Source: Agricultural Research Service submitted to
PHYSIOLOGICAL REGULATION AND FUNCTIONAL GENOMICS OF RUMINANT NUTRIENT METABOLISM
Sponsoring Institution
Agricultural Research Service/USDA
Project Status
TERMINATED
Funding Source
Reporting Frequency
Annual
Accession No.
0405894
Grant No.
(N/A)
Project No.
1265-31000-089-00D
Proposal No.
(N/A)
Multistate No.
(N/A)
Program Code
(N/A)
Project Start Date
Jul 26, 2002
Project End Date
Jul 25, 2007
Grant Year
(N/A)
Project Director
BALDWIN R L
Recipient Organization
Agricultural Research Service
BLDG 003 BARC W RM 331
BELTSVILLE,MD 20705-2351
Performing Department
(N/A)
Non Technical Summary
(N/A)
Animal Health Component
25%
Research Effort Categories
Basic
75%
Applied
25%
Developmental
0%
Classification

Knowledge Area (KA)Subject of Investigation (SOI)Field of Science (FOS)Percent
3023310101050%
3023410101050%
Goals / Objectives
The objectives are to identify mechanisms regulating visceral growth and metabolism which are influenced by dietary energy, protein intake, and physiological status by determining the effect of growth factors and nutrients on cell proliferation, differentiation, and metabolism and determining differential gene expression and gene product (proteome) response to changes in nutrient inputs, and delineating cellular control mechanisms affected by nutrient use and absorption patterns and/or changes in visceral organ mass.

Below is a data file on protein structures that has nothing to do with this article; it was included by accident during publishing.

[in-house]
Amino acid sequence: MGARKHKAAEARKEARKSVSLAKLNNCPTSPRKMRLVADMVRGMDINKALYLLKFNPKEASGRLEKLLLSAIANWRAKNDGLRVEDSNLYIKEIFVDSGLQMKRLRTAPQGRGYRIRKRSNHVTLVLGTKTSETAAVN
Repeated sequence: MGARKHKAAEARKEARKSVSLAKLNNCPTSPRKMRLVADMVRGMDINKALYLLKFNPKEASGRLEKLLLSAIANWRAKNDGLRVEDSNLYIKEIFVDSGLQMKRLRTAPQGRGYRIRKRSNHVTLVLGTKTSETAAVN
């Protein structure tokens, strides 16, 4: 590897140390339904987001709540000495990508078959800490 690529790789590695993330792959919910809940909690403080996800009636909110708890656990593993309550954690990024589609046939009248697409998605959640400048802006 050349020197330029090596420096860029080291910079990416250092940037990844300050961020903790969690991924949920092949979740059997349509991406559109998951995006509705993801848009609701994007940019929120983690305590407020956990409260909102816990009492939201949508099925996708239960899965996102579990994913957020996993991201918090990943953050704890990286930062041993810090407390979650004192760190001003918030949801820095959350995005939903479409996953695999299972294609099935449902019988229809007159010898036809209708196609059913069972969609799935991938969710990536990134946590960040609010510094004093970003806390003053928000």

Project Methods
Approaches used will include: identification of metabolic (enzyme pathways, nutrient transport) or physiological functions (growth factor expression and receptors) that are regulators of nutrient economy within the animal; development and use of animal models (natural species differences, genetic variation, perturbation with exogenous compounds, and/or level of production) to assess the extent to which differential expression of critical genes can result in altered nutrient economy; and the development and characterization of cDNA libraries, and other genomics and proteomics tools, from ruminant intestine and stomach complex to facilitate gene discovery and to delineate critical pathways relating to nutrient use and visceral tissue growth. On a quantitative basis the influence of dietary energy, protein intake, and physiological status on splachnic and whole body energy dynamics will be assessed by determining the impact of dietary composition and site of substrate delivery on splanchnic nutrient output and tissue accretion in cattle and quantifying both at the whole animal and tissue level, the metabolic ramifications of altering nutrient assimilation.

Progress 07/26/02 to 07/25/07

Outputs